"A usability analysis of 23 intranet portals finds strong growth, increasing collaboration features, and cross-functional governance.
Web portals have suffered a highly variable existence. Every few years, they're in, and every few years, they're out, with many of last season's darlings filing for bankruptcy or being snapped up on the cheap. It's a different story inside companies: enterprise portals know only one way, and it's up. More and more companies are establishing intranet portals, and they keep improving their features and usability.
It's been 3 years since our last assessment of intranet portal usability. High time for an update. This time, we collected case studies from 23 companies and organizations. The new data supplements the information from the 25 companies in the report's 2 previous editions. Our current intranet portal recommendations are therefore based on the collective experience of 48 companies and organizations over the 5 years since we began our initial portal usability research.
The first new finding is that all 62 previous findings continue to hold. Although much has changed — and we have many new findings (for a total of 117 best practices in the new report) — things don't change much in terms of best practices for user experience. The technology changes and vendors produce ever-more dot-releases, but usability issues move much more slowly because they're based on human characteristics.
For example, we again found that role-based personalization is the way to go. People very rarely use corporate portal customizations, however much they ask for them. (Yet another great example of why you shouldn't listen to what users say.)
An interesting exception here is with university portals, where many users do engage with customization features. Why? Possibly because university staff has a tendency to tinker and to value exploration for its own sake.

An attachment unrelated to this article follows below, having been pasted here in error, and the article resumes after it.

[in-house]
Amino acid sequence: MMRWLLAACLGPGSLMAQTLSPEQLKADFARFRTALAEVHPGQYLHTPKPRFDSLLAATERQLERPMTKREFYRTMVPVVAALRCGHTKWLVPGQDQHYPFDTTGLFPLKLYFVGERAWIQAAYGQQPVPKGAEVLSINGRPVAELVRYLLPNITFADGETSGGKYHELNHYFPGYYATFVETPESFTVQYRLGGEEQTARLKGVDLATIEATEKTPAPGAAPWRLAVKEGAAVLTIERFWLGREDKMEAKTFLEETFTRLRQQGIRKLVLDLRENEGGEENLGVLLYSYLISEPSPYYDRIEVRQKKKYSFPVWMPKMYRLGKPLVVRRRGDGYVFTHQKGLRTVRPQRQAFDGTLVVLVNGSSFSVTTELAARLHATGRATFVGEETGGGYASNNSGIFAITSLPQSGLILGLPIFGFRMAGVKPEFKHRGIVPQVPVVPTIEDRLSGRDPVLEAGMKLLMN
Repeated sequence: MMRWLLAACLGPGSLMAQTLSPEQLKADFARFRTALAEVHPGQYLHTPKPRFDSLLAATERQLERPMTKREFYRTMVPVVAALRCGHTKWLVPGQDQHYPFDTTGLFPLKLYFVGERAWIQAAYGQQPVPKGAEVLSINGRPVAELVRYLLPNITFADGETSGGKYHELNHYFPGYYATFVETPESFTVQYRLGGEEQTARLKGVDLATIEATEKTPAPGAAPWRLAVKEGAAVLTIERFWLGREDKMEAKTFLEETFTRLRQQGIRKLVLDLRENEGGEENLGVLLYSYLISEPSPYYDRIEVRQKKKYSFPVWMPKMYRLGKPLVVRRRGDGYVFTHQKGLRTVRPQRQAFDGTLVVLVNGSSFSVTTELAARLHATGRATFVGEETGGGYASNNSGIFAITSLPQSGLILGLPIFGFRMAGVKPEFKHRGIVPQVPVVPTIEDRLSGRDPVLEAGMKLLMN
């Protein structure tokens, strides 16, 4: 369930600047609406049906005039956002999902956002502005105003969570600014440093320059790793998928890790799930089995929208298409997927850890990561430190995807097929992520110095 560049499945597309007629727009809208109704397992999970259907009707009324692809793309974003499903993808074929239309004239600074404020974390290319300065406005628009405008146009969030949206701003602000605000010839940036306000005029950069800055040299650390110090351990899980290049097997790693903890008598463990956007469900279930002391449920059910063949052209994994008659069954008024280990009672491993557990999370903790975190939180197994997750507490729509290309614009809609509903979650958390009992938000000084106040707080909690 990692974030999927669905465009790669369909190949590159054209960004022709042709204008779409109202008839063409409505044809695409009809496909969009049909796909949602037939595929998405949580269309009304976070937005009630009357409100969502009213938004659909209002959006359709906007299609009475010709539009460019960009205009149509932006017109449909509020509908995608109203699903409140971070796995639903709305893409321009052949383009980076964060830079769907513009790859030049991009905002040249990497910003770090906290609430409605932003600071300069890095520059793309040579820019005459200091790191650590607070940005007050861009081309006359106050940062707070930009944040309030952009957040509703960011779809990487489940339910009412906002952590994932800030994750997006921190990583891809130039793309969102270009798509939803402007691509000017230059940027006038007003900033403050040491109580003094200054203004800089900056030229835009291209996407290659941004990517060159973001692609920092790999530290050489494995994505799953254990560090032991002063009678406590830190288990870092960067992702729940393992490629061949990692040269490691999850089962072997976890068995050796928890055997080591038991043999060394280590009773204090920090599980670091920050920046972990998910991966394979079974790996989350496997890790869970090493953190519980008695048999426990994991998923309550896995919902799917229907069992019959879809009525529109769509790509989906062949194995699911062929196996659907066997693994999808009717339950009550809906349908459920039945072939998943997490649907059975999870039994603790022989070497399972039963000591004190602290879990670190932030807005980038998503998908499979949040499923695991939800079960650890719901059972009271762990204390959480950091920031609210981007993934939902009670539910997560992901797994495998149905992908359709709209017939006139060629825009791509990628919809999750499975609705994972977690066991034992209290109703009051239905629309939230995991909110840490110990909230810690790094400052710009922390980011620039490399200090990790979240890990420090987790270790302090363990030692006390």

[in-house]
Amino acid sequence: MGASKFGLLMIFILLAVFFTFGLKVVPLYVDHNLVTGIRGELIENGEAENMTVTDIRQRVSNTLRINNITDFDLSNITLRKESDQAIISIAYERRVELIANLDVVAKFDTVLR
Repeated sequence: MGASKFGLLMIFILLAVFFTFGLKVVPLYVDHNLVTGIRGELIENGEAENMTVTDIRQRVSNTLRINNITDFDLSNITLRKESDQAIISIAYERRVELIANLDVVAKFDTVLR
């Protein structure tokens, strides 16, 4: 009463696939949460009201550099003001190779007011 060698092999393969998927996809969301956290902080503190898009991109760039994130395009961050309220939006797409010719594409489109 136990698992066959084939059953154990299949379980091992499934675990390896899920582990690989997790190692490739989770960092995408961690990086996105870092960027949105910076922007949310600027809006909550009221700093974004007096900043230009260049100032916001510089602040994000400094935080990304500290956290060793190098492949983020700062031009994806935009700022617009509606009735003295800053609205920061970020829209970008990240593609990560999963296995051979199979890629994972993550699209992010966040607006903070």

Growing Portal Maturity, But Many Newcomers
As in previous years, no portal product has all the answers; I therefore remain vendor-neutral. Regardless, an intranet portal's quality depends more on how it's set up and run than on the technology platform — which only provides a user-experience sketch that the team needs to fill in.
Despite my vendor-neutrality, I can't resist quoting portal vendor BEA, which stated that the portals market is "positively popping" and projected an estimated $1.4 billion in annual sales in 2011. While I can't speak to the sales prediction, I can confirm that we saw significant growth in portals uptake.
We first studied intranet portals 5 years ago, and the idea is certainly older than that. Even so, many company intranets are only now sufficiently mature that teams can begin turning them into full-featured portals. Some of the bigger and more established portals we studied have reached very impressive levels, but the companies are nonetheless continuing to evolve them as they try to reach single sign-on nirvana (see below) and add new collaboration features.
Our knowledge of intranet portals has expanded along with their increasing maturity over the years. Using the report thickness as a primitive metric for the amount of information we've collected, the page count has grown from 104 pages five years ago to 343 pages now. That's an annualized growth rate of 27% in knowledge about intranet portals and their usability." (Continued via Jakob Nielsen's Alertbox) [Usability Resources]